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A number of pages on the Government of Saskatchewan's website have been professionally translated in French. These translations are identified by a yellow box in the right or left rail that resembles the link below. The home page for French-language content on this site can be found at:
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The Healthy Beach Program helps ensure safe water quality for users of public beaches. Water sampling is typically conducted between June and September, and the information gathered is available to assist the public in making informed decisions when selecting a public swimming area.
Lakes are untreated bodies of water and carry some risk due to pollutants and other environmental factors. Public Health Inspectors respond to water quality issues, including blue green algae (algal blooms) and elevated bacteria levels, to ensure risks are addressed as quickly as possible.
Monitoring of beach water quality has ended for the season. Monitoring will resume in June 2023.
For more information about the program, including sampling criteria, please read the Healthy Beach Program FAQ.
To report a health or safety concern at a public beach, contact your local Public Health Inspector.
Please note that closures can happen on evenings or over the weekend and may not be immediately reflected on this website. Please always follow the notifications posted at the beach.
Not all public swimming areas in Saskatchewan are monitored every year. Historical data and an environmental health assessment may indicate that only occasional sampling is necessary. For public swimming areas that are deteriorating, more frequent monitoring of the area will occur. This approach allows health officials to concentrate their resources on beaches of questionable quality and respond accordingly. Every public swimming area is sampled at least once every five years.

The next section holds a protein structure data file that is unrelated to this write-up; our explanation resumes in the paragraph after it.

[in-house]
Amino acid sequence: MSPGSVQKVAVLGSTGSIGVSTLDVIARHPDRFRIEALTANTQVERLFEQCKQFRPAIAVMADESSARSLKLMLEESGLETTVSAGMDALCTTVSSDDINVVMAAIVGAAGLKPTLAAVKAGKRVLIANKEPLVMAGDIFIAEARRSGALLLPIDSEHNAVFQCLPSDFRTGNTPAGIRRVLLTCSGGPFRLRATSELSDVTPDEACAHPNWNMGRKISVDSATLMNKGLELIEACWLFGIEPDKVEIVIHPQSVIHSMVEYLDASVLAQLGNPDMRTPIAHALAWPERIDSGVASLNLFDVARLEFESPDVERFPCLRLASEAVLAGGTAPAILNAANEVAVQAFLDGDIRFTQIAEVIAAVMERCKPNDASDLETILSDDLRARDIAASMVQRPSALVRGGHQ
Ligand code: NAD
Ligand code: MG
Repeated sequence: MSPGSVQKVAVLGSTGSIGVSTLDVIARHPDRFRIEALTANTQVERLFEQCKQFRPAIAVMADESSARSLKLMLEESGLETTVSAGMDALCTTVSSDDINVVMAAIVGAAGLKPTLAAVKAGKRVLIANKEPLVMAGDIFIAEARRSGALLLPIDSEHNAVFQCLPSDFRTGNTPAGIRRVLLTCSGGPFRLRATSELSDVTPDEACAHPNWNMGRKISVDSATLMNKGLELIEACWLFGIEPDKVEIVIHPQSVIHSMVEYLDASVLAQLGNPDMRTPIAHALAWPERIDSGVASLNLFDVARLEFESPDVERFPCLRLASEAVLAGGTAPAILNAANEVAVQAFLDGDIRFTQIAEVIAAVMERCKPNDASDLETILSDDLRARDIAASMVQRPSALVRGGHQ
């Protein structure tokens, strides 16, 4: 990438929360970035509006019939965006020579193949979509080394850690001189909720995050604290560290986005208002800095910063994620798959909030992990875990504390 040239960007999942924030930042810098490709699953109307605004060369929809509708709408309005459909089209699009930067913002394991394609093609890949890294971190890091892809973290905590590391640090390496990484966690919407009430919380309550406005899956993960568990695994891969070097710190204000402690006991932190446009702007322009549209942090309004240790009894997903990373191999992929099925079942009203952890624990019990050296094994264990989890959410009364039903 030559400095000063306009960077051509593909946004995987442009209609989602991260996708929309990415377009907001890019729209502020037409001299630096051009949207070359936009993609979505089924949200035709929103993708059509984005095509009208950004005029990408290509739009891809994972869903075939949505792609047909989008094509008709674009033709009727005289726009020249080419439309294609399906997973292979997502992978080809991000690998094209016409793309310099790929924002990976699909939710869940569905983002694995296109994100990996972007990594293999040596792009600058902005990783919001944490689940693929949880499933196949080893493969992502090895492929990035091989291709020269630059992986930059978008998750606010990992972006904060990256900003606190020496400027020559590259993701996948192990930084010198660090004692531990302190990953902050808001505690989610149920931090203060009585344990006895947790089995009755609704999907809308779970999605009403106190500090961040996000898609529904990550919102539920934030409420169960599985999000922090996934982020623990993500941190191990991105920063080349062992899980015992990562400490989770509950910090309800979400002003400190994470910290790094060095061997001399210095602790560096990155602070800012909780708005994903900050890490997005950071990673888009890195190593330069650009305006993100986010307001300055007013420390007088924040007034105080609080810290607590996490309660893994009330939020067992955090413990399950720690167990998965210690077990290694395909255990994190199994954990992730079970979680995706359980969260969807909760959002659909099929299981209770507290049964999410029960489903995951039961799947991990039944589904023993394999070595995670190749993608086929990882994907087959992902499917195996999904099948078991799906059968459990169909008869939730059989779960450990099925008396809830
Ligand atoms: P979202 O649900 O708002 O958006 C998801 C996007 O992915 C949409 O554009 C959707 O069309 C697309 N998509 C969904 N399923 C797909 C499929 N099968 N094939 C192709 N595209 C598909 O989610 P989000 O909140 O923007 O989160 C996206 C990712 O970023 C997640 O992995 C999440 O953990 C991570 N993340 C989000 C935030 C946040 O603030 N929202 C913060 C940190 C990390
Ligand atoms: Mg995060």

Factors affecting the microbiological quality of a water body at any given time include type and frequency of contamination events, time of day, recent weather conditions, number of users of the water body, and physical characteristics of the area. Selection of sampling areas and time of sampling is affected by length of bathing area, presence and frequency of point and non-point sources of fecal contamination, influences of local weather, physical characteristics of the bathing area, and presence of bathers.
|Water is suitable
|Recreational water is considered to be microbiologically safe for swimming when single sample result contains less than 400 E.coli organisms in 100 millilitres (mLs) of water, when the average (geometric mean) of five samples is under 200 E.coli/100 mLs, and cyanobacteria or their toxins at concentrations <10µg/L, and/or when a significant risk of illness is absent.|
|Caution. Algal blooms observed.
||A potential blue-green algal bloom was observed in the immediate area. Water at this beach may be unsafe for people and pets. Swimming is not recommended; contact with beach and access to facilities is not restricted. Resampling of the recreational water is required.|
|Water is not suitable
|A single sample result containing ≥400 E.coli/100 mLs, an average (geometric mean) of five samples is >200 E.coli/100 mLs, an exceedance of the guideline value for cyanobacteria or their toxins >10 µg/L and/or a cyanobacteria bloom has been reported.|
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